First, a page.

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A grape grower, but Peter remains a farmer at heart

A grape grower, but Peter remains a farmer at heart
Deborah and Peter Jackson enjoy a bit of Marlborough’s famous sunshine on their lawn

Peter Jackson still sees himself as a farmer rather than a viticulturist, despite having grown grapes on his Marlborough property since the early 1990s.

Peter and his wife, Deborah, grow 127 hectares of mostly sauvignon blanc grapes over four blocks in the Wairau Valley.

Plus, a recently acquired 39ha block is being planted this year. Like many vineyards in Marlborough, the property was converted from a mixed sheep and cropping business.

Peter is the fifth generation of his family on the Runnymede home block. After the first plantings, the area of grapes progressively increased over time.

With viticulture burgeoning in the 1990s, establishing vines was no problem. Sauvignon blanc vines were grafted on to predominantly SO4 root-stock, one of the most widely planted root stocks in the region at that time.

Garlic, grown on 40ha and exported to Australia and Fiji, remained a key crop and provided a good income.

But a bout of white rot meant it could not be replanted in affected areas, so converting this land to grape vines was the logical solution.

“I pulled the pin on the garlic about 10 to 12 years ago,” Peter says. The vineyard supplied Villa Maria on contract for about 20 years.

A grape grower, but Peter remains a farmer at heart

A family affair –Top left: Peter Jackson with grand-daughter Bella. Top right: Peter with Deb’s daughter, Paula, and grand-daughter, Pippi. Above left: Peter with son Vaughan. Above right: Peter with grandson Kees.

The winery paid well for the Jacksons’ grapes which, based on Villa Maria’s assessment of their quality, were probably in the top 10 per cent of Marlborough sauvignon blanc, he says.

However when prices fell 60 per cent following the global financial crisis, the majority of the harvest was initially sold for three years to an Australian company, Warburn Estate, which had a Marlborough sauvignon blanc wine supply agreement with Pinnacle Drinks.

This contract was then assigned over to Pinnacle Drinks (NZ), a subsidiary of Endeavour Drinks Group, which manages supply and wine brands for Woolworths.

About half of the 3000 tonnes of the annual harvest is now supplied to Villa Maria, with most of the balance still going to Pinnacle Drinks.

The different locations of the vineyards provide a good variety of terroir.

“We don’t have the same soil types in any one vineyard and I believe this gives us the advantage of differing flavours across our range of supply agreements,” says Peter.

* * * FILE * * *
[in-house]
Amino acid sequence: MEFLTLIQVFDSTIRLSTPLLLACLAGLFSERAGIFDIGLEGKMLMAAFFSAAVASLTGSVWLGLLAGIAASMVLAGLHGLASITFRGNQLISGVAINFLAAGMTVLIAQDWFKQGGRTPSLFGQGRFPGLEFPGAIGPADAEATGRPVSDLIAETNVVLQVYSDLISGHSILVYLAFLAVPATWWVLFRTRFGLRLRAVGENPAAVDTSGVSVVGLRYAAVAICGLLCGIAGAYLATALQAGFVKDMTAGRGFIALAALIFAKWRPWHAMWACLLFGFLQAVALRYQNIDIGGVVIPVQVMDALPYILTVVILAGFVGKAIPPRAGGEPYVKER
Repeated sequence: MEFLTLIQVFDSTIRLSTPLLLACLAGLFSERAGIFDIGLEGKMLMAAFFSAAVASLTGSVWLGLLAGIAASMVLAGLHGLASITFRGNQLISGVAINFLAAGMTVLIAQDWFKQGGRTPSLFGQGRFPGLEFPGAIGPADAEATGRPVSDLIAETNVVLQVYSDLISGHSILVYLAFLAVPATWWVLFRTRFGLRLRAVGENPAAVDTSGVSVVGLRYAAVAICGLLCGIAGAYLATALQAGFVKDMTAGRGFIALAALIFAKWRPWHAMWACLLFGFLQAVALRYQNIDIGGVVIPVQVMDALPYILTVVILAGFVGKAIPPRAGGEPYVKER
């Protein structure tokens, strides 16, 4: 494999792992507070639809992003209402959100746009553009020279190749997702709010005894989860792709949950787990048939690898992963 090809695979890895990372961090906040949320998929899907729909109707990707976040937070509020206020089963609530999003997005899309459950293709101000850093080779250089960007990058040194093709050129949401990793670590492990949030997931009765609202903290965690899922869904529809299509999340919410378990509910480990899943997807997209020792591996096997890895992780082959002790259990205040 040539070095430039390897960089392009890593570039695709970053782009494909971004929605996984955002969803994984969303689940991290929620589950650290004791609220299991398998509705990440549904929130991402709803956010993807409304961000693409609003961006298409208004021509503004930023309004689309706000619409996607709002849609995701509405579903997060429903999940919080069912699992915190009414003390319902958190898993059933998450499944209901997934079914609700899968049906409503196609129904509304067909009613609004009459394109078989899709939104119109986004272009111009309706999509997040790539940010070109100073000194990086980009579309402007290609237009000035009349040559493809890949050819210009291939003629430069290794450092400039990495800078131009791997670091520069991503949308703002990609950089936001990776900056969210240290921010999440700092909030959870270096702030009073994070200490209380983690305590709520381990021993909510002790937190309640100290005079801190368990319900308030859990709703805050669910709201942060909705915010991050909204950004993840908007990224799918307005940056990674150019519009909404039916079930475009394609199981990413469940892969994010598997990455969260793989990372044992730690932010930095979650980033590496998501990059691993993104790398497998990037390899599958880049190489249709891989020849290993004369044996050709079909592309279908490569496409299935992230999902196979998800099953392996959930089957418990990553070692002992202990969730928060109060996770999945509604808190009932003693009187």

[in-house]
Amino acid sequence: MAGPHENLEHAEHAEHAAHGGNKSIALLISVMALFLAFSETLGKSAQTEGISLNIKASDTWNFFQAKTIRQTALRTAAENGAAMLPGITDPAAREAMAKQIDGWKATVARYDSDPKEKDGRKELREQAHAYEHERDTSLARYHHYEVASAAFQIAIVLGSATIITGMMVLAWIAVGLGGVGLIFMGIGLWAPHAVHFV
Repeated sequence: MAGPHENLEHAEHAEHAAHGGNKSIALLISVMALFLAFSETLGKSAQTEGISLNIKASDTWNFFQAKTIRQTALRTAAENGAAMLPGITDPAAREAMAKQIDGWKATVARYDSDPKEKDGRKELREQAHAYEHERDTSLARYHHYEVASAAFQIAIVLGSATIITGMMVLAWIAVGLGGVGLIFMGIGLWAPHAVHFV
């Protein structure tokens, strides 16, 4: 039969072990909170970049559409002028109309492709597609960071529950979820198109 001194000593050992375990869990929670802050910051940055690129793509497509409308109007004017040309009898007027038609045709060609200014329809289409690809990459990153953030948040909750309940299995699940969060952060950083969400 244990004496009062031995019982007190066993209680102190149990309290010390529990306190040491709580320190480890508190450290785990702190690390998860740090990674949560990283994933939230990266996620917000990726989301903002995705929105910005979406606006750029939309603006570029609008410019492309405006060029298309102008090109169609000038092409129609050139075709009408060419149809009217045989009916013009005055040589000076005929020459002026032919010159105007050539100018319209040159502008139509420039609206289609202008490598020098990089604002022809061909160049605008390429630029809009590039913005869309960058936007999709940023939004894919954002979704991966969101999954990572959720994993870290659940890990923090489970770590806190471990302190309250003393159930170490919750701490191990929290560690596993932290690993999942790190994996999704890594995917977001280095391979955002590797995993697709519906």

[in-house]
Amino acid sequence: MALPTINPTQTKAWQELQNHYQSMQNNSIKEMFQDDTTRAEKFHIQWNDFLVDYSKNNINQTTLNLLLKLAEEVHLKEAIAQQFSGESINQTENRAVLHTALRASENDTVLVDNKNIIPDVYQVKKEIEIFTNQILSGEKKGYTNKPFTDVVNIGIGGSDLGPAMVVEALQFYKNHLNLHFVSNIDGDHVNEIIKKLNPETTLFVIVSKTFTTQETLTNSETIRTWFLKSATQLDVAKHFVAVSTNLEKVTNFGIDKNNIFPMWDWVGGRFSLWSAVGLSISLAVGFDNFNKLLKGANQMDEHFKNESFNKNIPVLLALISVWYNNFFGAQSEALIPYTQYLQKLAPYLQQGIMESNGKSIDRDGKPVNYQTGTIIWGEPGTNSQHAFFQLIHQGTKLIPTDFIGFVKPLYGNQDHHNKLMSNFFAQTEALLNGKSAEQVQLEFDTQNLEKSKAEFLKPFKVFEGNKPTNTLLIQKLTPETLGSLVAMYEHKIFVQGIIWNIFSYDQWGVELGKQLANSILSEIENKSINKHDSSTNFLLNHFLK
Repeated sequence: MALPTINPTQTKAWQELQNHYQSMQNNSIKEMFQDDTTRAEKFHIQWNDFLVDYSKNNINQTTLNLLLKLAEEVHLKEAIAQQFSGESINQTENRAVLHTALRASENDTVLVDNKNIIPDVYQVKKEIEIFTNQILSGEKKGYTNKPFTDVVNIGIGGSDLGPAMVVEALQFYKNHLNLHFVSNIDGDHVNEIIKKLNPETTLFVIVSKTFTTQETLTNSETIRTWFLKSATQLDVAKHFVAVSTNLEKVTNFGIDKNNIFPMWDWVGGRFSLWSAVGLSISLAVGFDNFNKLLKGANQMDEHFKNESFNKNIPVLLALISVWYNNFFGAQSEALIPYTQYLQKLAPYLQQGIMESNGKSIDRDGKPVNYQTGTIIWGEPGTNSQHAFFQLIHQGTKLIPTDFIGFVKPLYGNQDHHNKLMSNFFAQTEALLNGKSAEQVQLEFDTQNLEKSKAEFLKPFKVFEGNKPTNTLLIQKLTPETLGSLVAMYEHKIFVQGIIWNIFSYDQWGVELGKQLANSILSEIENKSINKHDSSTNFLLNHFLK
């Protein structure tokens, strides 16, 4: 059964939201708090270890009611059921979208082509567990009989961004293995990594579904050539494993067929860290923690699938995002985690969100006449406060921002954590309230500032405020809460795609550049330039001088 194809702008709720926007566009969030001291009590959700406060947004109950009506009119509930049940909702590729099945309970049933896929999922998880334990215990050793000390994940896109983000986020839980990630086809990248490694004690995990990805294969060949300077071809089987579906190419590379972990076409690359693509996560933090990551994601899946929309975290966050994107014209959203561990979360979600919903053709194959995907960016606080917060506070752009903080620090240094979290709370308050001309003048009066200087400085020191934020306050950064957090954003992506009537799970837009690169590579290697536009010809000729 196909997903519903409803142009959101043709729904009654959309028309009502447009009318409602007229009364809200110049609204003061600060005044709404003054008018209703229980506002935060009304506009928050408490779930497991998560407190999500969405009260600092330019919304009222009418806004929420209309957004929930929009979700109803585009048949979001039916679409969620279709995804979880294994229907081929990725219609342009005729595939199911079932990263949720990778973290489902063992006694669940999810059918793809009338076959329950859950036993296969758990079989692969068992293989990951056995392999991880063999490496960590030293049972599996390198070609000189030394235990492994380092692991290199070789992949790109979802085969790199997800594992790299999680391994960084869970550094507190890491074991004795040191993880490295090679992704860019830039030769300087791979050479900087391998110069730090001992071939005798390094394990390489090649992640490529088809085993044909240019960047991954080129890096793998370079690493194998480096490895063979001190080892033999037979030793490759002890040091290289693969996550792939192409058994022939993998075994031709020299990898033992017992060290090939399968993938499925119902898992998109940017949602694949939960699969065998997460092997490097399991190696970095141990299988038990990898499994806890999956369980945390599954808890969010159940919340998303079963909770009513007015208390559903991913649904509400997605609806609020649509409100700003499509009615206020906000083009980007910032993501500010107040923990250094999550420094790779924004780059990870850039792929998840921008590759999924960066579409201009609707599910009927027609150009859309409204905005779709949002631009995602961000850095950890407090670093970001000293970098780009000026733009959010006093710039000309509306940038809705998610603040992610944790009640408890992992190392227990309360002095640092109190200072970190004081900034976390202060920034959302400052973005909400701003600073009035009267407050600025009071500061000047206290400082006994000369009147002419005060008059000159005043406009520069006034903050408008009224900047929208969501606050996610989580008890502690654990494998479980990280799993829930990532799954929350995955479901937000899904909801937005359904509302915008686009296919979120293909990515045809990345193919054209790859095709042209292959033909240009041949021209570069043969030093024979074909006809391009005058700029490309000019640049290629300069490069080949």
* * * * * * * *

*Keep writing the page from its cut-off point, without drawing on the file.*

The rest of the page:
“Additionally, the flavours obtained from our individual vineyard terroir offers variances for each individual winery.”

The new block on the northern bank of the nearby Wairau River was bought following the sale of a coastal property of the same size about 20 kilometres away,. It’s an extremely high yielding vineyard, but more challenging to manage, he says.

“We’ve got blocks that are mostly all stone and just a bit of silt, and then places where I grew garlic are silt loam with free drainage.”

There is also variation in the depth of the stones, from 500 millimetres to two metres. Grapes grown in stony soil ripen faster because of the warmth they retain.

“We haven’t got one vineyard with the same soil all the way through. I think that’s where you get your different flavours, in different blocks.” Sheep are grazed on the blocks during winter.

A well established practice, this has the advantage of reducing costs by not having to herbicide-spray or mow the vineyards while the sheep are grazing.

As well as keeping the vineyard clean, the sheep also contribute to the soil’s biomass through their manure. The soil structure is also improved through the reduction in compaction from tractor use.

Yields are typically 15 tonnes per hectare across all the vineyards, but they were affected by wet weather during this year’s harvest. The results were 30 per cent less than last year’s exceptional harvest and 10% down on the long-term average.

Peter is philosophical about this loss and looks at individual harvests in the context of a longer-term average.

“It goes with the job really. I don’t farm year by year. If you have a good year, you put it aside. We look at blocks of three to five years.

If you do that, you’re coming out on top.” One of the Jacksons’ greatest assets is their vineyard manager, Ken Pascoe, says Peter.

A long-time worker for them, Ken previously worked in the New Zealand Air Force; Runnymede backs on to its Woodbourne base. Ken’s air force experience has rubbed off in the way the vineyard is run, Peter says.

“It’s military precision. Everything is very tidy and numbered. He runs a good ship. He runs everything from daylight till dark; all the winemakers, the harvesting, everything.”

Peter Jackson with wife Deborah and vineyard manager Ken Pascoe.

Deborah, a former real estate agent, also plays a key part in the business; she looks after the office administration and is “the driving force behind everything”, says Peter.

Peter, now in his early 70s, says thoughts of retirement are increasingly occupying his mind, so having the day-to-day operation of the vineyards in good hands is reassuring for the Jacksons.

However the line between work and retirement remains a little obscure for Peter.

“I’ve really enjoyed it. I haven’t really had a job. I’ve just gotten up in the morning and gone and done the things I enjoy doing.”

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